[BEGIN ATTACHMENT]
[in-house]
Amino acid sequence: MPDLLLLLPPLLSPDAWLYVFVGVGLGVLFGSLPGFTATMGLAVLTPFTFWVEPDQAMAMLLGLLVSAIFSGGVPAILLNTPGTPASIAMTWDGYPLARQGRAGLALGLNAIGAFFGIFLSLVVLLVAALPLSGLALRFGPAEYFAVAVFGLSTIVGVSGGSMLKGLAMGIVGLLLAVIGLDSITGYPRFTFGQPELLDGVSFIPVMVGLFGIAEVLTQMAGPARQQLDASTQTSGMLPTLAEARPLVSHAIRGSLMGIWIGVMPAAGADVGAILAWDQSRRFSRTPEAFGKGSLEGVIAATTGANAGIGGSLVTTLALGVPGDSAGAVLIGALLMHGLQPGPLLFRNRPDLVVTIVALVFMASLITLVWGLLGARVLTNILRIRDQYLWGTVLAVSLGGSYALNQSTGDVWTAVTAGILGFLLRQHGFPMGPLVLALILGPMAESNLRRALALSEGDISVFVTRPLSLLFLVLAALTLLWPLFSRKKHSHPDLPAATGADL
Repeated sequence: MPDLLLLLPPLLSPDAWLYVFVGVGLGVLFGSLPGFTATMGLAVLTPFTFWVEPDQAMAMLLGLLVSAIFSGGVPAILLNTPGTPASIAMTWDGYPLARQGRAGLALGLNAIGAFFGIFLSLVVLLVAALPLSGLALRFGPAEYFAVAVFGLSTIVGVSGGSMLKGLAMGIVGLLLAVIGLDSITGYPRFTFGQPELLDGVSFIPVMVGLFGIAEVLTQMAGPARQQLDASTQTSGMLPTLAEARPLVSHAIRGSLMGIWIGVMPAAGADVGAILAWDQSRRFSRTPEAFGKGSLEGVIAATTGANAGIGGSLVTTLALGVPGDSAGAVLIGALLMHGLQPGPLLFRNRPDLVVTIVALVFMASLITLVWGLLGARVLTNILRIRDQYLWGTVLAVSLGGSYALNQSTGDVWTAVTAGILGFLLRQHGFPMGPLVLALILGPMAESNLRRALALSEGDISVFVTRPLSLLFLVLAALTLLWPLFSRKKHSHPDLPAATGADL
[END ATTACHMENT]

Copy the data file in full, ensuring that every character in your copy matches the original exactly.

[in-house]
Amino acid sequence: MPDLLLLLPPLLSPDAWLYVFVGVGLGVLFGSLPGFTATMGLAVLTPFTFWVEPDQAMAMLLGLLVSAIFSGGVPAILLNTPGTPASIAMTWDGYPLARQGRAGLALGLNAIGAFFGIFLSLVVLLVAALPLSGLALRFGPAEYFAVAVFGLSTIVGVSGGSMLKGLAMGIVGLLLAVIGLDSITGYPRFTFGQPELLDGVSFIPVMVGLFGIAEVLTQMAGPARQQLDASTQTSGMLPTLAEARPLVSHAIRGSLMGIWIGVMPAAGADVGAILAWDQSRRFSRTPEAFGKGSLEGVIAATTGANAGIGGSLVTTLALGVPGDSAGAVLIGALLMHGLQPGPLLFRNRPDLVVTIVALVFMASLITLVWGLLGARVLTNILRIRDQYLWGTVLAVSLGGSYALNQSTGDVWTAVTAGILGFLLRQHGFPMGPLVLALILGPMAESNLRRALALSEGDISVFVTRPLSLLFLVLAALTLLWPLFSRKKHSHPDLPAATGADL
Repeated sequence: MPDLLLLLPPLLSPDAWLYVFVGVGLGVLFGSLPGFTATMGLAVLTPFTFWVEPDQAMAMLLGLLVSAIFSGGVPAILLNTPGTPASIAMTWDGYPLARQGRAGLALGLNAIGAFFGIFLSLVVLLVAALPLSGLALRFGPAEYFAVAVFGLSTIVGVSGGSMLKGLAMGIVGLLLAVIGLDSITGYPRFTFGQPELLDGVSFIPVMVGLFGIAEVLTQMAGPARQQLDASTQTSGMLPTLAEARPLVSHAIRGSLMGIWIGVMPAAGADVGAILAWDQSRRFSRTPEAFGKGSLEGVIAATTGANAGIGGSLVTTLALGVPGDSAGAVLIGALLMHGLQPGPLLFRNRPDLVVTIVALVFMASLITLVWGLLGARVLTNILRIRDQYLWGTVLAVSLGGSYALNQSTGDVWTAVTAGILGFLLRQHGFPMGPLVLALILGPMAESNLRRALALSEGDISVFVTRPLSLLFLVLAALTLLWPLFSRKKHSHPDLPAATGADL